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Why Blockchain Matters
Living in a decentralised world with Metrika, Viva Wallet and JP Morgan deal, Facebook acquires Accusonus, acquisition of Pollfish, Marathon's €70m fund, jobs, and more
Happy Friday! Welcome to Hunting Greek Unicorns #46. I’m Alex, a product guy turned VC, and every two weeks I send out a newsletter with everything you need to know about the Greek startup industry.
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Why blockchain matters, living in a decentralised world, and driving adoption through reliability, with Nikos Andrikogiannopoulos & Dimosthenis Kaponis of Metrika
This week, I’m really excited to have Nikos Andrikogiannopoulos, founder & CEO of Metrika, and Dimosthenis Kaponis, CTO of Metrika, on Hunting Greek Unicorns to deep dive together into blockchain technology, discuss why it matters, where innovation is mostly coming from, decentralisation as a blockchain’s raison d’être, as well as how Metrika is helping drive adoption by defining a whole new field of operational intelligence for blockchain networks.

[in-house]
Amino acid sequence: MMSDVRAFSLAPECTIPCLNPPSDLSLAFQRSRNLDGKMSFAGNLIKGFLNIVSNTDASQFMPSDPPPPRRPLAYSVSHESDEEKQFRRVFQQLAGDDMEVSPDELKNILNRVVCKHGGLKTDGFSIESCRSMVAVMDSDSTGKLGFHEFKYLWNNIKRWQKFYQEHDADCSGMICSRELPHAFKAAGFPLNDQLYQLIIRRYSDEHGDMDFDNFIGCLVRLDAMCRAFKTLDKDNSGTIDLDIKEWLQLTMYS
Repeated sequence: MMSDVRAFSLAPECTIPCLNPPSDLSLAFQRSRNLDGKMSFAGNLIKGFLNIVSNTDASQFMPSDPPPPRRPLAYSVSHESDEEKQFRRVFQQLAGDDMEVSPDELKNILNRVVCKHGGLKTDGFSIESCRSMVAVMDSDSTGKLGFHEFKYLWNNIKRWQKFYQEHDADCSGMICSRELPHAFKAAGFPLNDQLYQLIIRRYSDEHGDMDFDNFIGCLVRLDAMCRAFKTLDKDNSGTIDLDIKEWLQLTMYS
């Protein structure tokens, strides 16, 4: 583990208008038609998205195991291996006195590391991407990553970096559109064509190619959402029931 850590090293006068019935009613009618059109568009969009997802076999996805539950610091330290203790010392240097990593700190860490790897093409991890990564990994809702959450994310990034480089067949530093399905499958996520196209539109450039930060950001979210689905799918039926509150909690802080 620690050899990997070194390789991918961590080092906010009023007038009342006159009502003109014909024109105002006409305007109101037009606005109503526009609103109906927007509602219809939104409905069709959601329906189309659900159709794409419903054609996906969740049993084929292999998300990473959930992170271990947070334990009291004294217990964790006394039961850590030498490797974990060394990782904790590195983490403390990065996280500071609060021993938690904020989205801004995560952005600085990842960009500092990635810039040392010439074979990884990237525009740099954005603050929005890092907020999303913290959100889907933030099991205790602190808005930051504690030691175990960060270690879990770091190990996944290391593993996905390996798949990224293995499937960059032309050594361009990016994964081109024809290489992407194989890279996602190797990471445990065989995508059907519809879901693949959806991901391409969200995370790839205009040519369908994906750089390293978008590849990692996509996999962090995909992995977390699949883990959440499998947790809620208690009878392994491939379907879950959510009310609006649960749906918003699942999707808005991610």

Metrika is an all-remote startup, HQ’ed in Boston with several team members working from Greece that has raised $18 million in funding and is already being used by popular blockchain networks such as Solana, Algorand, and more.
Let’s get to it!
We’re currently going through a wave of innovation, a new tech adoption curve, which started with Bitcoin and is now expanding to more applications and use cases driven by blockchains. Why do blockchains matter?
Nikos: Blockchain is the latest wave of disruption that the internet has caused; disrupting today our banking system. If you go back to the 2000s, you will see the internet starting to disrupt several industries one after the other (advertising with Google/Facebook, e-commerce with Amazon, etc.). But the core of the economy - banking - remained largely untouched. Many tried. Paypal revolutionized payments with easier and less fraudulent online payments, neobanks improved the user (online) experience and offered simplified banking products. But nearly all of them scratched the surface since they relied, in the back, on traditional banking systems.